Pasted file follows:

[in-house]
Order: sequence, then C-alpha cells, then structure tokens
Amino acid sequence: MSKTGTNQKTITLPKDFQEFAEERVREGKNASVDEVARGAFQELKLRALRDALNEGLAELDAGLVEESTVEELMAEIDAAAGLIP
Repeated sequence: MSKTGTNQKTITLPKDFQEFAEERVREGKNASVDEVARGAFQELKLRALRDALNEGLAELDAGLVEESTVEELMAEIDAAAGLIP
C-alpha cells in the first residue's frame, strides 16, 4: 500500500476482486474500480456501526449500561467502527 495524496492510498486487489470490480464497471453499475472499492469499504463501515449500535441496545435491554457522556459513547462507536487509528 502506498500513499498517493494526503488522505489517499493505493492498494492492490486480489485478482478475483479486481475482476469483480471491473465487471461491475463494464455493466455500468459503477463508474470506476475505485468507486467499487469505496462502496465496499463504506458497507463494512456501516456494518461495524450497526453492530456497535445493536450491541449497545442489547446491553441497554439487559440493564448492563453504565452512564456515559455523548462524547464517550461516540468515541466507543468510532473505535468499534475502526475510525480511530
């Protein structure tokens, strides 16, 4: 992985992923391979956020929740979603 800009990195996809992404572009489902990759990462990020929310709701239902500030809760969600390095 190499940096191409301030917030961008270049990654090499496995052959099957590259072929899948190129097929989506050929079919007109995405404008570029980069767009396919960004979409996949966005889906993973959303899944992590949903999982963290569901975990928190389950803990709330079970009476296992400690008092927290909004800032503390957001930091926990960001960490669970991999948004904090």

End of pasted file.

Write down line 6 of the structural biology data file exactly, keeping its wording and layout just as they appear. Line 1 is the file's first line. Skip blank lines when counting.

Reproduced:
């Protein structure tokens, strides 16, 4: 992985992923391979956020929740979603 800009990195996809992404572009489902990759990462990020929310709701239902500030809760969600390095 190499940096191409301030917030961008270049990654090499496995052959099957590259072929899948190129097929989506050929079919007109995405404008570029980069767009396919960004979409996949966005889906993973959303899944992590949903999982963290569901975990928190389950803990709330079970009476296992400690008092927290909004800032503390957001930091926990960001960490669970991999948004904090």